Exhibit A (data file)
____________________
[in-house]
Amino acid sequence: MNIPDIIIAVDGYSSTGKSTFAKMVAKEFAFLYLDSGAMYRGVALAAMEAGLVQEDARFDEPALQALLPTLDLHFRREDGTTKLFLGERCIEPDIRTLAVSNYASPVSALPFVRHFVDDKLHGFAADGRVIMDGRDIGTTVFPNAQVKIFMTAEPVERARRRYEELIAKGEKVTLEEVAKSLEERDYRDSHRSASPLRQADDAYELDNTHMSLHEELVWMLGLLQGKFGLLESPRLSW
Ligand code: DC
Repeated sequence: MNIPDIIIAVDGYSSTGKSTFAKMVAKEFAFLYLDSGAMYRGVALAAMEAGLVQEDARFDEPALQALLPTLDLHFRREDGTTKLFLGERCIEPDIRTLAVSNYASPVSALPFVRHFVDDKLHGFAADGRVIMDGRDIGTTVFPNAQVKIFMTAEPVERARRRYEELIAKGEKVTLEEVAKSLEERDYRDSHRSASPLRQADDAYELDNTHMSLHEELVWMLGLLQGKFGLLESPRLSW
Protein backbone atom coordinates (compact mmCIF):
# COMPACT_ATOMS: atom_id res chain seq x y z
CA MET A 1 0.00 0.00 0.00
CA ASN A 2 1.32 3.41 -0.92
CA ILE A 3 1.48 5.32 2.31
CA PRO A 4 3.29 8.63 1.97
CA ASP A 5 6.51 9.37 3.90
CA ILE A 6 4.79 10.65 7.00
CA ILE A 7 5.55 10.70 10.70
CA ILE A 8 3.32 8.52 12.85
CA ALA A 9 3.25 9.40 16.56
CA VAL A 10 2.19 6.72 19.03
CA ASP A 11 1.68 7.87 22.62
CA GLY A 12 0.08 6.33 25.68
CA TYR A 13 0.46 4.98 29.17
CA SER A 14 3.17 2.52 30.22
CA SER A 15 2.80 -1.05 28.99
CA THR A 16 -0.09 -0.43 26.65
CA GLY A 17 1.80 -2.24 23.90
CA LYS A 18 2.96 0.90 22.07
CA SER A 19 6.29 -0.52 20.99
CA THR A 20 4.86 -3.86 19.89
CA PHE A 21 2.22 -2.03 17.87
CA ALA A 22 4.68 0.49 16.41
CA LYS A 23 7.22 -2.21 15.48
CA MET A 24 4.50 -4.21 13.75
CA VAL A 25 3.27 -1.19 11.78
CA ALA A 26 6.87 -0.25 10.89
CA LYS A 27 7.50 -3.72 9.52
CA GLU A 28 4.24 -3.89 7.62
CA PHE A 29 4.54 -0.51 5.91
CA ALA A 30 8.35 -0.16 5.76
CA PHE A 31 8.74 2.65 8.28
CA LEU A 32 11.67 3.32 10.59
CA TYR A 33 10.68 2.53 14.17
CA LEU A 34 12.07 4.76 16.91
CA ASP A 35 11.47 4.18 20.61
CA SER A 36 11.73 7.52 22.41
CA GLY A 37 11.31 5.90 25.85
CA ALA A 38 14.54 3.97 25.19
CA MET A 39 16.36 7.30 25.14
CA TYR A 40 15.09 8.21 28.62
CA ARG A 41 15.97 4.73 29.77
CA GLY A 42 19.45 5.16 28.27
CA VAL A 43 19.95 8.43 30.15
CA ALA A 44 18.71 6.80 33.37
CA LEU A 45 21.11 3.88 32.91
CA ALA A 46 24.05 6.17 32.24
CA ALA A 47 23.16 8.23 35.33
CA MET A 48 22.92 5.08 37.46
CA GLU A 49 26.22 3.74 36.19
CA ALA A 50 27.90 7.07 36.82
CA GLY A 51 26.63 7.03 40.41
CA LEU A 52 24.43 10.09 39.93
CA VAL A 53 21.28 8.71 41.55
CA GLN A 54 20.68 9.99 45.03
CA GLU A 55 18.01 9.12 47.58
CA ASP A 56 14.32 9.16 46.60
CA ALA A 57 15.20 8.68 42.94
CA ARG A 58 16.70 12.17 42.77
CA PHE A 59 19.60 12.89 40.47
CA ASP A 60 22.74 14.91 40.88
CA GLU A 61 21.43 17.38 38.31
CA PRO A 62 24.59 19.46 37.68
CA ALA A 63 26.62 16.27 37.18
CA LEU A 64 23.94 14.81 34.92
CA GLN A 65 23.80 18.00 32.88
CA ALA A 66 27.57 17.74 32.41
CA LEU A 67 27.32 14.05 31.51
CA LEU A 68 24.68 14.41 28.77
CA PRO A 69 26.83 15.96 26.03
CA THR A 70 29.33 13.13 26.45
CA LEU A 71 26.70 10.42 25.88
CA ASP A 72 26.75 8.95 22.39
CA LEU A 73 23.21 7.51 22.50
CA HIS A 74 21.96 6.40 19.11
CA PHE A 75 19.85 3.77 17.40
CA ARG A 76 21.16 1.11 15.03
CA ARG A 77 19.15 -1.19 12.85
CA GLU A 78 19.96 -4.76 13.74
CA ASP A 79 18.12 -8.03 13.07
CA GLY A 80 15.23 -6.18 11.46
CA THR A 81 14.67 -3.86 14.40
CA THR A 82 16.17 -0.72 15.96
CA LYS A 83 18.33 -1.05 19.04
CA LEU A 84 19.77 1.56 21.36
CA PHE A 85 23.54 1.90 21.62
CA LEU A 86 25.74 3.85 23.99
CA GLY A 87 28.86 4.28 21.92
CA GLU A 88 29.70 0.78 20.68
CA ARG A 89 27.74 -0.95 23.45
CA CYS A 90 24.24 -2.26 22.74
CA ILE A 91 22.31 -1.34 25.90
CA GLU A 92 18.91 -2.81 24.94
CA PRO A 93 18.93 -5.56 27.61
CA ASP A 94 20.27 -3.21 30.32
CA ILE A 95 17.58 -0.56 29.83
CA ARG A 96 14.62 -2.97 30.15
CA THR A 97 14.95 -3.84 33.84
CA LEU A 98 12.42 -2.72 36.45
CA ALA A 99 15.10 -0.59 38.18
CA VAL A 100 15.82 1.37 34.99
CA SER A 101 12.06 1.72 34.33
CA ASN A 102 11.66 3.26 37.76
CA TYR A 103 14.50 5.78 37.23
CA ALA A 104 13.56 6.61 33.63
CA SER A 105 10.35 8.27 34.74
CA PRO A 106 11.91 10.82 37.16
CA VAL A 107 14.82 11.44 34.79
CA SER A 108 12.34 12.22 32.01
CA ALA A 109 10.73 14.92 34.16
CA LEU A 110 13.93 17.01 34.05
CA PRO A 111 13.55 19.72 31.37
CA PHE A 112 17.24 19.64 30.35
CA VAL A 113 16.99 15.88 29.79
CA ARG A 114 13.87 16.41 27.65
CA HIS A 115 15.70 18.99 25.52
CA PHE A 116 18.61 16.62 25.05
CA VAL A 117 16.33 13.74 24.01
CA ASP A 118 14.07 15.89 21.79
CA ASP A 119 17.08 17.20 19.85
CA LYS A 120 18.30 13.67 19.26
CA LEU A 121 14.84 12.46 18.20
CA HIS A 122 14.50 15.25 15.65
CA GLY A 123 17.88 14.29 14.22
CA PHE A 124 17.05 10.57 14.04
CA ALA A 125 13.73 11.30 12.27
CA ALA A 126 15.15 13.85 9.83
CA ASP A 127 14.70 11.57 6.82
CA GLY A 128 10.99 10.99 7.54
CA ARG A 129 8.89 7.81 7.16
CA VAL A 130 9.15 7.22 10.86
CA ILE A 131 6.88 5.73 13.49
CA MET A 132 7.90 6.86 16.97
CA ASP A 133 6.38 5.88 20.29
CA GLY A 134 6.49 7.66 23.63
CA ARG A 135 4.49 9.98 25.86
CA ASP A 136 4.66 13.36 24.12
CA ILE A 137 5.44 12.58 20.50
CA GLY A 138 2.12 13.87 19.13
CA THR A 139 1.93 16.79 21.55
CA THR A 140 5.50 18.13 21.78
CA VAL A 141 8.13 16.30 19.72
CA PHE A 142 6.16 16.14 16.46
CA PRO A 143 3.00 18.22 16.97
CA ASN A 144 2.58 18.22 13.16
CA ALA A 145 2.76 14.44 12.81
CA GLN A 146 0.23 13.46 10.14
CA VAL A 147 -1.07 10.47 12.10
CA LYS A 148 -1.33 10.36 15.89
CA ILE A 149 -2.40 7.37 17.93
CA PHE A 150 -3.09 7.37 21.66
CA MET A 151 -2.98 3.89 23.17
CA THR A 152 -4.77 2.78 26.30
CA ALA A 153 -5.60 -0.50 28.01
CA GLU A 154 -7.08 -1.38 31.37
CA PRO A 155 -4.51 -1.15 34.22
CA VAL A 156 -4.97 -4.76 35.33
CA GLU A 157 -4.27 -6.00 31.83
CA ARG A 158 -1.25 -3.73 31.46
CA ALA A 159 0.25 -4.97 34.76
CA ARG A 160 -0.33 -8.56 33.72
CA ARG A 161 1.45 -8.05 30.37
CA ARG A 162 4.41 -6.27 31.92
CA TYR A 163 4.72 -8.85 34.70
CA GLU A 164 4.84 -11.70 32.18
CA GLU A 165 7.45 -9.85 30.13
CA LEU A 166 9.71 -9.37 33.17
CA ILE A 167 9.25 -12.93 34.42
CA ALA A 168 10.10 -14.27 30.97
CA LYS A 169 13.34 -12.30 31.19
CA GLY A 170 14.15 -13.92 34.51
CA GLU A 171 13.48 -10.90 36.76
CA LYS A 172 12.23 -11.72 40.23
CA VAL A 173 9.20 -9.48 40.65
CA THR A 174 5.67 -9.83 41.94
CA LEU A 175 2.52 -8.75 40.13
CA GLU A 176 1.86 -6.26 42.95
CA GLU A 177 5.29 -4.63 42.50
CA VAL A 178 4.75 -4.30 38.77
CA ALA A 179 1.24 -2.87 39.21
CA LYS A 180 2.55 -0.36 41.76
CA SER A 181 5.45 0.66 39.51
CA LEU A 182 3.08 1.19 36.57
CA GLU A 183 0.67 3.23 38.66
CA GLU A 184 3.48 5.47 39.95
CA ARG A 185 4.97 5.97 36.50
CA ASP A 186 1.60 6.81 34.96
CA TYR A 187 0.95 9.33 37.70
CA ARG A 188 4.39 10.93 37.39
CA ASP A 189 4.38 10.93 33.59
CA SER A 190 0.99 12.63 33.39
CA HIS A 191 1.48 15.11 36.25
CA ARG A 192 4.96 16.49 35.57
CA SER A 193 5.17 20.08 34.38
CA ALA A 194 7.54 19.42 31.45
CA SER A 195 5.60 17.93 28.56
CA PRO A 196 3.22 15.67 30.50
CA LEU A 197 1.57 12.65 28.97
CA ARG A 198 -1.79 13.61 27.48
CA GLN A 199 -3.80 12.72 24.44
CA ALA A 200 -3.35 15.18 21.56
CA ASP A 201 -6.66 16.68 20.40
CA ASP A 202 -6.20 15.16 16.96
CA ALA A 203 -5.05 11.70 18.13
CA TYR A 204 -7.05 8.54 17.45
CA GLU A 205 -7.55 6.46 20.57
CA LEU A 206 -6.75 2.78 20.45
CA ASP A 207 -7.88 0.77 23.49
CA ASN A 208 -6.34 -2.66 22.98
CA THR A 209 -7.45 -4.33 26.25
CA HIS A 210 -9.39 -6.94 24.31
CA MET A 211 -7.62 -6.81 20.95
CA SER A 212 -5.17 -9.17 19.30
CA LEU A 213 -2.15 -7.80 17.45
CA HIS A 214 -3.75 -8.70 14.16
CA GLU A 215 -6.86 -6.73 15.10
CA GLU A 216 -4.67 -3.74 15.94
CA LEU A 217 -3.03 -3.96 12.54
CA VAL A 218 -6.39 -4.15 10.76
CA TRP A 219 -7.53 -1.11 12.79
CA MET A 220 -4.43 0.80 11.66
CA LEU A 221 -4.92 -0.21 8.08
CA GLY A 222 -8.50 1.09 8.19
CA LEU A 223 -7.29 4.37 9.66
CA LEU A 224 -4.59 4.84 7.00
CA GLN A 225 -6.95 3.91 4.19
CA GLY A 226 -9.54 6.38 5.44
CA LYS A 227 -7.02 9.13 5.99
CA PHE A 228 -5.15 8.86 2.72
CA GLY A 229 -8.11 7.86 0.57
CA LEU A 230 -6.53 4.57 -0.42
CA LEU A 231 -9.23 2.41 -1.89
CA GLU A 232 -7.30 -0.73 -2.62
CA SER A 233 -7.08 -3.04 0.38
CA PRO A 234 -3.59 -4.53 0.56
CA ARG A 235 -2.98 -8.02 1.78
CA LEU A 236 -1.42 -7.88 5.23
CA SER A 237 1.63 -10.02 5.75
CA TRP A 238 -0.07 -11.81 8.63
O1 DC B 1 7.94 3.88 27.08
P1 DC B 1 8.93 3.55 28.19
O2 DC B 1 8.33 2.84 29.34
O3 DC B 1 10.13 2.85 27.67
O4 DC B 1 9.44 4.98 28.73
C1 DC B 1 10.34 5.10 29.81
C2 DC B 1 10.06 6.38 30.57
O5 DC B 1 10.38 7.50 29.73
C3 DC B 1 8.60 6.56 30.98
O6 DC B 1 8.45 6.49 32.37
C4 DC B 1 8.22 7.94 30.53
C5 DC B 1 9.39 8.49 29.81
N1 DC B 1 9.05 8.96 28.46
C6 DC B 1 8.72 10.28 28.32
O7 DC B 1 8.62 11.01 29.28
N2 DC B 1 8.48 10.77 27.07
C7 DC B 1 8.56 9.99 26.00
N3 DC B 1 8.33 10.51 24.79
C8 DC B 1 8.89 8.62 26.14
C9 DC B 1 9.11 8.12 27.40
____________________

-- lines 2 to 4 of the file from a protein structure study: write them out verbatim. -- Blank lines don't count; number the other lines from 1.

Amino acid sequence: MNIPDIIIAVDGYSSTGKSTFAKMVAKEFAFLYLDSGAMYRGVALAAMEAGLVQEDARFDEPALQALLPTLDLHFRREDGTTKLFLGERCIEPDIRTLAVSNYASPVSALPFVRHFVDDKLHGFAADGRVIMDGRDIGTTVFPNAQVKIFMTAEPVERARRRYEELIAKGEKVTLEEVAKSLEERDYRDSHRSASPLRQADDAYELDNTHMSLHEELVWMLGLLQGKFGLLESPRLSW
Ligand code: DC
Repeated sequence: MNIPDIIIAVDGYSSTGKSTFAKMVAKEFAFLYLDSGAMYRGVALAAMEAGLVQEDARFDEPALQALLPTLDLHFRREDGTTKLFLGERCIEPDIRTLAVSNYASPVSALPFVRHFVDDKLHGFAADGRVIMDGRDIGTTVFPNAQVKIFMTAEPVERARRRYEELIAKGEKVTLEEVAKSLEERDYRDSHRSASPLRQADDAYELDNTHMSLHEELVWMLGLLQGKFGLLESPRLSW